Commenting on this year’s figures, IOPC Director General Michael Lockwood said: “Substance abuse, intoxication, and mental health vulnerabilities are key issues this year. Yet again we are seeing a sadly familiar picture of people with clear vulnerabilities coming into contact with the police because their needs aren’t adequately met by other services.

“All but five of the 19 people who died in or following police custody in 2020/21 were known to have links to alcohol and/or drugs, and 12 had mental health concerns. The majority of the 92 other deaths we investigated were people who came into contact with the police because of concerns for their welfare and more than half were reported to be intoxicated or affected by substance abuse. Over two-thirds of those who died were reported to have mental health concerns.

“Each of these deaths is a tragedy and, while not all will have been avoidable, an over-reliance on the police service to step in to critical situations involving medical emergencies or mental health crises is unfair to those who have died, their families, and the often ill-equipped officers involved. These issues cannot be solved by the police service alone and need a concerted, system-wide response to help prevent future deaths from occurring.

“It is notable that restraint by police was a feature in 18 of these deaths. While the use of restraint did not necessarily contribute to the deaths, it underlines the importance of police officers using de-escalation and communication techniques when they encounter vulnerabilities such as mental health and substance abuse.

“We therefore welcome the new guidelines on conflict management from the College of Policing, along with enhanced training for officers in avoiding the use of force wherever possible.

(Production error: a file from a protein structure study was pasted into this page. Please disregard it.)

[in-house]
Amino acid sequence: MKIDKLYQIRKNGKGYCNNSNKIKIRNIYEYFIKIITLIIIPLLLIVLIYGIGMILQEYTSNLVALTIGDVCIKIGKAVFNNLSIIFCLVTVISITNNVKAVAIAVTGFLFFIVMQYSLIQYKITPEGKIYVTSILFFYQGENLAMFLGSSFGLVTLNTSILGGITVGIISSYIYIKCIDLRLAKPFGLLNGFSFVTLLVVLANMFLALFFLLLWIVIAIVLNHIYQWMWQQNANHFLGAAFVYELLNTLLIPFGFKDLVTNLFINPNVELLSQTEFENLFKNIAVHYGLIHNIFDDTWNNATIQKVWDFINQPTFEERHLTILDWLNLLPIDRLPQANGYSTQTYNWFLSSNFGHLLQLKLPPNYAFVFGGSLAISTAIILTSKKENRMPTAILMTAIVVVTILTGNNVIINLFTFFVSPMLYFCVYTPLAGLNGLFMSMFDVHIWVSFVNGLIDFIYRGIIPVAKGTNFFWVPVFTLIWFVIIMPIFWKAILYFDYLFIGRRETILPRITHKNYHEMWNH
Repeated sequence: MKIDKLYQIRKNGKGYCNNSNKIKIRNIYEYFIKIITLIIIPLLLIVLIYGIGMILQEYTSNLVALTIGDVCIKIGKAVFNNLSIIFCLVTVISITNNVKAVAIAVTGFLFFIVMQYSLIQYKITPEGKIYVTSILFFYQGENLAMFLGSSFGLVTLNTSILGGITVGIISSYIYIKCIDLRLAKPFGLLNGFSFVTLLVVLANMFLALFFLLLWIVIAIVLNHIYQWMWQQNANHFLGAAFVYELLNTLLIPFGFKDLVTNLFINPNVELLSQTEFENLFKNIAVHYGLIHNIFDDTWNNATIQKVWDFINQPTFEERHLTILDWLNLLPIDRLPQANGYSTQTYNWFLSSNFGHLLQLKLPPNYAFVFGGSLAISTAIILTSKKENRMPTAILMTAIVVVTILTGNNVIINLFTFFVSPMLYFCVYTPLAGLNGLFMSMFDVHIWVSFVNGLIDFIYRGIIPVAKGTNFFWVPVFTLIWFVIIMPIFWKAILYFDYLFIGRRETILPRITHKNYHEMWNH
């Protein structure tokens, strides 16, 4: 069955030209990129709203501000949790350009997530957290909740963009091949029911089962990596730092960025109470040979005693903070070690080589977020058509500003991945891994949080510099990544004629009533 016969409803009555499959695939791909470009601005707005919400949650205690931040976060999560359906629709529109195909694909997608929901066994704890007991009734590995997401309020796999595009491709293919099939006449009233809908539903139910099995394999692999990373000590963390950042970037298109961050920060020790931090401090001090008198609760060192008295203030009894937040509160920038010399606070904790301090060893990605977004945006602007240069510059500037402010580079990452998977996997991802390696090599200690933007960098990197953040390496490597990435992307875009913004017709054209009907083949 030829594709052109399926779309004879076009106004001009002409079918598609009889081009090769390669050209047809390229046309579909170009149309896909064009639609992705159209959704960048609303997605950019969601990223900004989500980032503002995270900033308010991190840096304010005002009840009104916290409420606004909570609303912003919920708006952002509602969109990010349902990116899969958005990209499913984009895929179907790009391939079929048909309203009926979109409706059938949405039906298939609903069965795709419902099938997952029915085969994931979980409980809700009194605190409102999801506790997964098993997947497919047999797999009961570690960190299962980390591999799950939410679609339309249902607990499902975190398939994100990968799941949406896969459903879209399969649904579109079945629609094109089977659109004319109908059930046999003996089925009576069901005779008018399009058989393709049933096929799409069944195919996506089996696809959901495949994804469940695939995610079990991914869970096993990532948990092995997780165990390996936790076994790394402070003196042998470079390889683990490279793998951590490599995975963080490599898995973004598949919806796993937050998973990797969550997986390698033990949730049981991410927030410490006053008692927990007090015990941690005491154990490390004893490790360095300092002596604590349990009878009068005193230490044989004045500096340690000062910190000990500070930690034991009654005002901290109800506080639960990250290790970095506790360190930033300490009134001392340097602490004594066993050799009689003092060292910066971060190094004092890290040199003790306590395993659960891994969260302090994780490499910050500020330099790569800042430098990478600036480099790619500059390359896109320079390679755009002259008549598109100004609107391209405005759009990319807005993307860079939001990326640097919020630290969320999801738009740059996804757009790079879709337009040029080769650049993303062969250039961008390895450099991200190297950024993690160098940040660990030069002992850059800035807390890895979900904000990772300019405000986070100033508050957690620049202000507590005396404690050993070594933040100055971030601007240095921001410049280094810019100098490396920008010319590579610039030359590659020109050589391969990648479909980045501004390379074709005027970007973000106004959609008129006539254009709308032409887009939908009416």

“We continue to share learning from our work with the Ministerial Board on Deaths in Custody and welcome its renewed focus on cross-Government and multi-agency work on substance misuse and mental health. The Government’s update on the Angiolini review, published last week, also reflected further work to ensure people in mental health crisis receive the right support.

“Police have hundreds of thousands of interactions with the public each year. Where deaths do occur following contact with police, it is important we have in place robust systems of investigation and accountability, identifying where changes can be made to reduce future risks.

“I hope this report along with the findings and recommendations from our independent investigations, and the experiences of bereaved families, will now be used to make improvements which prevent future deaths.

“With our increased focus on prevention, we have issued 63 learning recommendations from independent investigations following deaths in the past two years. These extend across a range of areas including police custody and the welfare of detainees, use of body-worn video, and roads policing.”

The Association of Police and Crime Commissioners (APCC) mental health and custody leads, Surrey police and crime commissioner (PCC) Lisa Townsend and Merseyside PCC Emily Spurrell said in a joint statement: “Whilst today’s report is evidence of the high levels of public transparency rightly applied to policing in England and Wales, each of the tragic deaths in 2020/21 represent much more than a statistic.

“It is clear people entering police custody are highly vulnerable and often have acute needs, which is why police guidance and training to effectively identify vulnerability should be maintained.

“The high levels of vulnerability present within police custody demonstrate the clear need for PCC-led Independent Custody Visiting schemes, which are made up of community volunteers who visit police cells unannounced to check on the welfare of detainees, highlighting risks and concerns in real time and providing public assurance.”

They added: “PCCs will review the IOPC’s important data and ensure policing and partners are made aware of learning to prevent further deaths in the future. We will also raise the report with national stakeholders in our capacity as APCC leads.”

The report, additional data tables and a presentation on the most recent statistics on deaths during or following police contact are available on the IOPC website.